Last week, a UNESCO conference was hastily convened at its Paris headquarters to discuss what can be done to preserve what's left of heritage sites in Iraq and Syria. But is it too little, too late, for Jewish heritage sites? Lyn Julius writes in Arutz Sheva:
Frescoes from the Dura Europos synagogue, now in the Damascus National Museum, are thought to be safe
iconoclastic jihadists of Islamic State - or Da'esh (ISIS) - had
captured a region in northern Iraq which contained 15 percent of Iraq's
registered archaeological sites. Believing that shrines ought to be
destroyed lest they encourage idol-worship, they have already blown up
or burnt to the ground shrines such as the tombs of Jonah and Seth, Christian churches and Shi'a mosques.
Like most UN agencies, UNESCO has blown hot and cold towards Israel
and the Jewish people. On the one hand it has admitted Palestine as a
member and backed Palestinian claims to Jewish holy sites like Rachel's
tomb. On the other it has named Tel Aviv "creative city for media arts". On the one hand, it hosted an exhibition on "the Holy Land."
On the other had it insisted that the word Israel not appear in the
title and that "politically incorrect" aspects of the Jewish state, like
wars and Jewish refugees from Arab lands, were left out.
But this time, UNESCO had made a point of including the Jews in its
conference. The UNESCO director-general, Irina Bokova, has condemned
the destruction in May 2014 of the Jobar synagogue near Damascus, which,
legend has it, goes back to the time of Elijah the Prophet.
When a JJAC delegation, accompanied by CRIF, the body representing
French Jews, submitted a list of 100 endangered Jewish sites to Mrs
Bokova in June, she lent a sympathetic ear. And when Professor Shmuel
Moreh, who has worked long and hard for the preservation of ancient
Jewish sites in Iraq made his case, Mrs Bokova - or her aides - were
listening. Professor Moreh was flown over from Israel to be a special guest at the conference, along with representatives of Kurds, Assyrians, Turkmen and Yazidis.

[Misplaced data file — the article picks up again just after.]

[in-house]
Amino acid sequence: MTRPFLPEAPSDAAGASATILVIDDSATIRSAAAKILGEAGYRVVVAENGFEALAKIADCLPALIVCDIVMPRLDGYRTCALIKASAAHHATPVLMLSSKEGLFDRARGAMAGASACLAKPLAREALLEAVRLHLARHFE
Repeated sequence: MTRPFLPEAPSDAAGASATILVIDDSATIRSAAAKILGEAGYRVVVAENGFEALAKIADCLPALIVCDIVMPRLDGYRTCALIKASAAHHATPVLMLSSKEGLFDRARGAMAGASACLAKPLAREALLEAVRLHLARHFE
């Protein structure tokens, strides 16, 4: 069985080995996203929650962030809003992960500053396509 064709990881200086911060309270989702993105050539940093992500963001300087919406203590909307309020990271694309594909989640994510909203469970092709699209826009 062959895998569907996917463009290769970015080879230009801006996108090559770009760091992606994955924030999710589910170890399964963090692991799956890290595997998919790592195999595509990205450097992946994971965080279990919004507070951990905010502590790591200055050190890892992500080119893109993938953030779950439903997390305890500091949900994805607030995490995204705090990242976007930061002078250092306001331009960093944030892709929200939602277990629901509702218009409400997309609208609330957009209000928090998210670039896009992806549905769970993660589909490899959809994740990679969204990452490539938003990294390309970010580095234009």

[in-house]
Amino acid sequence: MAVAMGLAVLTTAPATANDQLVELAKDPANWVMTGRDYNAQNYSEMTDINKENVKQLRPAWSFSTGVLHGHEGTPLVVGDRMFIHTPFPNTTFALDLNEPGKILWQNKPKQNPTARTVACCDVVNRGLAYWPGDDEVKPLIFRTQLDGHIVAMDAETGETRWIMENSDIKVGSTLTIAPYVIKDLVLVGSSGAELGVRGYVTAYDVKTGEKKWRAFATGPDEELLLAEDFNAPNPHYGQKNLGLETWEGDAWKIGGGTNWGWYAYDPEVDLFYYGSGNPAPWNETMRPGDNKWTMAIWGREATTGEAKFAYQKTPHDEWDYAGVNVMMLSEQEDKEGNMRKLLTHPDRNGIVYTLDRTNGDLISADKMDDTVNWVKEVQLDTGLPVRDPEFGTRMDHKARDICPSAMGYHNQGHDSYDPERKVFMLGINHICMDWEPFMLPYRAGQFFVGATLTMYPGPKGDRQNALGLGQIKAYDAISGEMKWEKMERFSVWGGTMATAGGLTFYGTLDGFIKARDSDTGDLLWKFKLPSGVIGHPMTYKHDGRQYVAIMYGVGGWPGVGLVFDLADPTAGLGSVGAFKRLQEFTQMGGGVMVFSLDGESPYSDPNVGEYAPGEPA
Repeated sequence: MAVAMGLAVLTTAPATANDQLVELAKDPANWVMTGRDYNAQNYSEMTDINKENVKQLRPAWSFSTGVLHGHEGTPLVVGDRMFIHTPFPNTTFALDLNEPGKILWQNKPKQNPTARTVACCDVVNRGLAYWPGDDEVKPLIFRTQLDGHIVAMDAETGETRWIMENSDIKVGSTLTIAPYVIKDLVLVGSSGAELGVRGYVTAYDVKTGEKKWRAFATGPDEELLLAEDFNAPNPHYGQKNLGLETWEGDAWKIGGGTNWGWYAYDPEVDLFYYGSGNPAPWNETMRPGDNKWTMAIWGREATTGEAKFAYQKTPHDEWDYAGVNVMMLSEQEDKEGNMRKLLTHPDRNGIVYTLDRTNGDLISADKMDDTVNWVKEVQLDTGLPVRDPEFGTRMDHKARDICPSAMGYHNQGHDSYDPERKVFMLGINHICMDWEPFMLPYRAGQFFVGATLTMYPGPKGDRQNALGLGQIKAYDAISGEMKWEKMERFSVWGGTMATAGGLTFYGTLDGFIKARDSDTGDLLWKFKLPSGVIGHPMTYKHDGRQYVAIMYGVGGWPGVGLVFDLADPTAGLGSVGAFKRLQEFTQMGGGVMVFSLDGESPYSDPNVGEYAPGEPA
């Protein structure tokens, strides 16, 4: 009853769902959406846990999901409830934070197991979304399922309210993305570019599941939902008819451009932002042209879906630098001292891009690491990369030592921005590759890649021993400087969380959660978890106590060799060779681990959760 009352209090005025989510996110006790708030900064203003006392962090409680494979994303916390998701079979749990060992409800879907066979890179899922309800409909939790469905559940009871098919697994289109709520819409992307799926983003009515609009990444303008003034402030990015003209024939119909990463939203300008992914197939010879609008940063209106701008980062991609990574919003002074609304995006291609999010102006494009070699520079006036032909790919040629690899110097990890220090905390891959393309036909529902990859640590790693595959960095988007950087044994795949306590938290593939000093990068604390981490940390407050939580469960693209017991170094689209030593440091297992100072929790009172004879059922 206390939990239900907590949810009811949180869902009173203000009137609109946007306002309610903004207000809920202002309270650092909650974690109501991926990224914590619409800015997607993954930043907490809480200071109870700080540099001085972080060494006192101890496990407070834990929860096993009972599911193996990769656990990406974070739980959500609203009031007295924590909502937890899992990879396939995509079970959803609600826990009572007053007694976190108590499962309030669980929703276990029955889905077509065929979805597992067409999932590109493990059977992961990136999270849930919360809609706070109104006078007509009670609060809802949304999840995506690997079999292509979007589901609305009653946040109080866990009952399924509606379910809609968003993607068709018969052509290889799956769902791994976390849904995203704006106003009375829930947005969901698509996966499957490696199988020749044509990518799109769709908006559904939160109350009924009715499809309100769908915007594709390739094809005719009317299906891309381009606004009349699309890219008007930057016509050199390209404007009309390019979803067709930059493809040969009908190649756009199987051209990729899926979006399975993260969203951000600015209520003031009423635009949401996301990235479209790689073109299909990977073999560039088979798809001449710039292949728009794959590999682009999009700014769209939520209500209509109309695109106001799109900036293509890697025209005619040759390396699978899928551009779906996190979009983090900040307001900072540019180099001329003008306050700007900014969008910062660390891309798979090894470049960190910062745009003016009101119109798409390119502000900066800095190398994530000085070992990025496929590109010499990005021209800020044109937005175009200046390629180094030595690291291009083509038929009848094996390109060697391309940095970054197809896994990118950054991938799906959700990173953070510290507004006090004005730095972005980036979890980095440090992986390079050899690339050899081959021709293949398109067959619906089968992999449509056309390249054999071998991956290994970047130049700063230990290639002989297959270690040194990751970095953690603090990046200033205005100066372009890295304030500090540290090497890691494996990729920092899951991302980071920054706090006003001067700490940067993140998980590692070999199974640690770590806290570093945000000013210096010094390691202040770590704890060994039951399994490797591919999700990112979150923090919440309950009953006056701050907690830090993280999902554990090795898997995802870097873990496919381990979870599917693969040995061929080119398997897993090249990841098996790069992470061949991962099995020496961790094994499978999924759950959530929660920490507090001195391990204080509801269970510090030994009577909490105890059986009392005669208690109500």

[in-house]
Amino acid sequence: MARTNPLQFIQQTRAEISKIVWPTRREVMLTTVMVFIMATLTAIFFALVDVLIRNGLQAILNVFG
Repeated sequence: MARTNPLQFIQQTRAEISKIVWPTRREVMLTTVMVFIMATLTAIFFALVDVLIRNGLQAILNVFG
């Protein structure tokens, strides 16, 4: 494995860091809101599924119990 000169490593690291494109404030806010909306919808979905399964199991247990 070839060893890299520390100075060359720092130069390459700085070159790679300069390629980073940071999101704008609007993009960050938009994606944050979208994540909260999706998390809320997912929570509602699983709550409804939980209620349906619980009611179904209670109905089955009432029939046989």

Mrs Bokova herself has said: "Culture and heritage are not about
stones and buildings - they are about identities and belongings."
A conflict against culture is by extension an effort to erase the identity of a people, especially vulnerable non-Muslim minorities.
No doubt, Irina Bokova's heart is in the right place, but when I arrived in the imposing glass and concrete building, the institutional bias was there in subtle ways.
An exhibition of photographs in the foyer called "Palestine and Jerusalem" marked "International Year of Solidarity with the Palestinian people". The photographs were taken by the French order of
the Dominican friars at the turn of the 20th century. To judge by the
images on display, Palestine was a pastoral land of monasteries and Arab
shepherds, processions of Muslim and Christian pilgrims. Not a Jew in
sight - yet we know that Jerusalem then had a Jewish majority. So much
for not "erasing a people's identity".
Mrs Bokova opened the proceedings by thanking Kuwait and Saudi Arabia
for funding the conference. (No one appreciated the irony that Saudi
Arabia had not exactly preserved its own heritage itself - having
destroyed Muhammed's house and other ancient sites).